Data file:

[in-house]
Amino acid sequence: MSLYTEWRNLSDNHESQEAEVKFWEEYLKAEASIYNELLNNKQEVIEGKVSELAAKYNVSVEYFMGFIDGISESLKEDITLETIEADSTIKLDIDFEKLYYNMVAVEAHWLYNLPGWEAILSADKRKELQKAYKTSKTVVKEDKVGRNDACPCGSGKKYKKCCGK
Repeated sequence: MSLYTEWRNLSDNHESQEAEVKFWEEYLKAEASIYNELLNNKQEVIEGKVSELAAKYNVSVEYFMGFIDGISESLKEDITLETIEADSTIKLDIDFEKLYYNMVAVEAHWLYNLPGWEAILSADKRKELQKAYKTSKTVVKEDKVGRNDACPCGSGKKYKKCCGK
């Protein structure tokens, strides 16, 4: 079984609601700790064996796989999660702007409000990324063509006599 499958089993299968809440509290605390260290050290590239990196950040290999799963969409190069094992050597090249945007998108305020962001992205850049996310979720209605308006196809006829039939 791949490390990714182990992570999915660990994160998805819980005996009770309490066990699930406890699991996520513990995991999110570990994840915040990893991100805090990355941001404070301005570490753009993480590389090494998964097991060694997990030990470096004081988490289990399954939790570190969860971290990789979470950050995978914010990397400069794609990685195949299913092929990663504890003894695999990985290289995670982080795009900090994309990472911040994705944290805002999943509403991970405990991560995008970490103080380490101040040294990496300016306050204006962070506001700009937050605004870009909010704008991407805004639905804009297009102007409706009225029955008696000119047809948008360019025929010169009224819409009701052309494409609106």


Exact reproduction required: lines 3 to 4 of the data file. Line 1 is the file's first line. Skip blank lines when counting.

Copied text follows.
Repeated sequence: MSLYTEWRNLSDNHESQEAEVKFWEEYLKAEASIYNELLNNKQEVIEGKVSELAAKYNVSVEYFMGFIDGISESLKEDITLETIEADSTIKLDIDFEKLYYNMVAVEAHWLYNLPGWEAILSADKRKELQKAYKTSKTVVKEDKVGRNDACPCGSGKKYKKCCGK
């Protein structure tokens, strides 16, 4: 079984609601700790064996796989999660702007409000990324063509006599 499958089993299968809440509290605390260290050290590239990196950040290999799963969409190069094992050597090249945007998108305020962001992205850049996310979720209605308006196809006829039939 791949490390990714182990992570999915660990994160998805819980005996009770309490066990699930406890699991996520513990995991999110570990994840915040990893991100805090990355941001404070301005570490753009993480590389090494998964097991060694997990030990470096004081988490289990399954939790570190969860971290990789979470950050995978914010990397400069794609990685195949299913092929990663504890003894695999990985290289995670982080795009900090994309990472911040994705944290805002999943509403991970405990991560995008970490103080380490101040040294990496300016306050204006962070506001700009937050605004870009909010704008991407805004639905804009297009102007409706009225029955008696000119047809948008360019025929010169009224819409009701052309494409609106």